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More dairy assistance sought

Bipartisan and bicameral support providing direct assistance and giving USDA additional authority to help struggling dairy farmers.

As U.S. dairy producers are facing the business-crippling burden of multiyear price lows, some are seeking more direct assistance to give producers a boost. However, the National Milk Producers Federation (NMPF) is keeping its eye on the goal of fixing the Dairy Margin Protection Program (DMPP) in the next farm bill.

Sen. Patrick Leahy (D., Vt.) led a bipartisan, bicameral coalition of 56 members of the House and Senate in urging Office of Management & Budget (OMB) director Shaun Donovan to free up safety net funds to help dairy farmers across the nation who are struggling with declining milk prices.

In a letter sent Oct. 13, Leahy and his partners requested that Donovan do all he can to support Agriculture Secretary Tom Vilsack in using existing authorities to expand and maintain U.S. domestic markets, encourage the domestic consumption of dairy products and help dairy farmers through the ongoing financial crisis.

The U.S. Department of Agriculture on Oct. 11 announced another attempt at purchasing $20 million of cheddar cheese to reduce a private cheese surplus that has reached record levels as milk prices have plummeted. This move by USDA will also help food banks and other food assistance agencies, but many dairy farmers see it as a minimal investment compared to what is needed to help cope with low prices for producers and with surplus supplies.

Recent reports, according to USDA data, suggest that more than 43 million gal. of milk were dumped in fields, manure lagoons or animal feed or have been lost on truck routes or discarded at plants in the first eight months of 2016.

In the letter headed by Leahy, the coalition of lawmakers wrote about how the last financial crisis that hit the dairy industry forced many families to go out of business and sell off their herds.

“Farms that had been in families for generations were driven into ruin and forced to close their doors for good. Through the support of this Administration, we can hopefully prevent many farms from needing to make that same difficult decision today. We hope you will work with us to support all of our dairy farmers across the country,” the letter stated.

Sen. Jeanne Shaheen (D., N.H.) also sent a letter to Senate Appropriations Committee leaders urging the committee to allow critical assistance for dairy farmers in appropriations legislation for fiscal 2017.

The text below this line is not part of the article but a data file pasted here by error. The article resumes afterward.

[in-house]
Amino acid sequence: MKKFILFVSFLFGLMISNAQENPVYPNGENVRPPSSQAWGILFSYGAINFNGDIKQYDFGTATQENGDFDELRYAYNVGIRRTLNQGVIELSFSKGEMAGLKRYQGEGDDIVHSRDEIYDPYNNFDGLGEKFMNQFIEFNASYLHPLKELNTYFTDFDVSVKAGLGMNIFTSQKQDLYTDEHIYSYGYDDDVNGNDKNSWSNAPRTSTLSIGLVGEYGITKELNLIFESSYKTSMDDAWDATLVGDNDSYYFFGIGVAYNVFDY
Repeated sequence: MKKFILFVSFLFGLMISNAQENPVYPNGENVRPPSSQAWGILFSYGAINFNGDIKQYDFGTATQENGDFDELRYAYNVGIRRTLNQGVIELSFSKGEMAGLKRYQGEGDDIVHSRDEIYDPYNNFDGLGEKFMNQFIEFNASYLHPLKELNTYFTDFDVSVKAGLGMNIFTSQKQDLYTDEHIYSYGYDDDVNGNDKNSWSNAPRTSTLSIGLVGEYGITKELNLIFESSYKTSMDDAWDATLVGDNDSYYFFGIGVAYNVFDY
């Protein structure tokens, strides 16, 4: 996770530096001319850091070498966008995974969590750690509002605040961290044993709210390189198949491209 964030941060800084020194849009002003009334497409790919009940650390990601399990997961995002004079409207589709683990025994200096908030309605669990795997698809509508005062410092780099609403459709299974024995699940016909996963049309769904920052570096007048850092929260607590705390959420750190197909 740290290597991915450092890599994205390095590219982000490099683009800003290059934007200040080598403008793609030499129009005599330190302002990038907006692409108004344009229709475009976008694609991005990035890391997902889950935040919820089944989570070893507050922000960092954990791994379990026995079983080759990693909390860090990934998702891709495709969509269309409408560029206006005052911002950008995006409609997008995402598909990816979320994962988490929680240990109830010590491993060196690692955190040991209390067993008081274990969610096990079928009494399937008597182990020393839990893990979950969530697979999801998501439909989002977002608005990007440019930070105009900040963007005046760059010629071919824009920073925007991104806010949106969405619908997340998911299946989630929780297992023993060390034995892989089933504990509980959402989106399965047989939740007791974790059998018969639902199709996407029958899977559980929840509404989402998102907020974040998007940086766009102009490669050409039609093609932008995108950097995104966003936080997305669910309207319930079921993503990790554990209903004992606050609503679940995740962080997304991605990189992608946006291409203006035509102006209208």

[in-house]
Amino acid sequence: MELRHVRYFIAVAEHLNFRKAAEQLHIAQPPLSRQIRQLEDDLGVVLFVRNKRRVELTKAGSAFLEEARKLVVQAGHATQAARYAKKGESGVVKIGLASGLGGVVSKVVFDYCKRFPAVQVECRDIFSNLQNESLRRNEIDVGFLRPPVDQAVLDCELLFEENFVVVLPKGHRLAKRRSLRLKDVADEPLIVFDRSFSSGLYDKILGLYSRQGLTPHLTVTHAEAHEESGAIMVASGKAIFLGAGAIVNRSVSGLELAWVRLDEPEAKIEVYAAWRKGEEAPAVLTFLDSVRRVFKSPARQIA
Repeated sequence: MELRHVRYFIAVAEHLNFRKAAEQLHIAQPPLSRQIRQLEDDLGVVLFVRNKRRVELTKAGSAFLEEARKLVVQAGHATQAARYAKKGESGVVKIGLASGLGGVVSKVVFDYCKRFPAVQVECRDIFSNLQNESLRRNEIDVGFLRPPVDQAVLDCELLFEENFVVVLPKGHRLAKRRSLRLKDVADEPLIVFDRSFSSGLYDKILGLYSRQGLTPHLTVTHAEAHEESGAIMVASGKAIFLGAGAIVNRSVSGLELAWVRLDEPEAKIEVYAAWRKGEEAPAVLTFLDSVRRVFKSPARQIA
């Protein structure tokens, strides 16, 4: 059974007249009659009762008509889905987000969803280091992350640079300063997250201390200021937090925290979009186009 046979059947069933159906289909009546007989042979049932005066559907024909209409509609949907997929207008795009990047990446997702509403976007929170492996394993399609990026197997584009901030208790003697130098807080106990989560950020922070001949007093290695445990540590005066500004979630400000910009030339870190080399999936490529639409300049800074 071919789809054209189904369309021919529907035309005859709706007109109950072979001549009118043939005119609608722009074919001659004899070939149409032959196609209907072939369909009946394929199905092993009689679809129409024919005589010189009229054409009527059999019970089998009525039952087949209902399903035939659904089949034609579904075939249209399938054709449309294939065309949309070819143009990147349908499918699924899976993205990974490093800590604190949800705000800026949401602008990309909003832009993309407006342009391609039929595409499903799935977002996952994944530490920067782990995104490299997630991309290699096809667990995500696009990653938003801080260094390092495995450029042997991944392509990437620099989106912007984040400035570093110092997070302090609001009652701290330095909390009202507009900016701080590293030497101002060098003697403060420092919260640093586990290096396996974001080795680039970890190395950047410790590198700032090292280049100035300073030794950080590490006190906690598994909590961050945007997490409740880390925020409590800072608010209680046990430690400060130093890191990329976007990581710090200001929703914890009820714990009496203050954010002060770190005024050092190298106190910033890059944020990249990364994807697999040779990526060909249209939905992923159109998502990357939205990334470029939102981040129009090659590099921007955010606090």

“Despite current budgetary constraints and the need for future statutory changes, we believe that there are key measures that can be taken in appropriations legislation for (fiscal 2017) that will provide critical near-term support to dairy farmers and pave the way for longer-term sustainability in the industry,” Shaheen and 17 lawmakers wrote in the letter to Senate Appropriations Committee leadership.

In their letter, the senators requested that appropriations legislation not contain restrictions on the secretary of agriculture’s ability to directly assist dairy farmers, which is currently the case. They also requested that $3 million within the budget of USDA's National Agricultural Statistics Service (NASS) be designated for a survey of average feed costs by state. Furthermore, the letters asked that the committee explore feasible solutions for cash-strapped dairy farmers who paid $73 million into the DMPP in 2015 and received limited financial support in return.

In the past two years, milk prices have dropped by more than 40%. As both letters explain, the DMPP has not provided dairy producers with the safety net needed to cope with this decline, and as a result, additional avenues for direct assistance must be explored to help struggling dairy farmers.

Last month, the National Farmers Union (NFU) sent a similar request to Congress. While USDA has taken several steps within its existing authority to help dairy producers who are struggling to stay in business, NFU president Roger Johnson explained that the most meaningful relief will come from Congress providing USDA with additional authority.

“Allowing additional authority for USDA to aid in this crisis could result in direct assistance to those struggling the most. NFU remains committed to seeking meaningful financial support for family dairy producers whose livelihoods are on the line,” he concluded. 

NMPF spokesman Chris Galen said NMPF’s focus remains on strengthening the DMPP “to make it a more effective safety net for dairy farmers for the long term.” Galen said asking Congress for “some sort of direct payment doesn’t recognize political reality or budget constraints and is a diversion from where the focus needs to be: ensuring that dairy producers have a workable safety net to protect against catastrophic conditions.”

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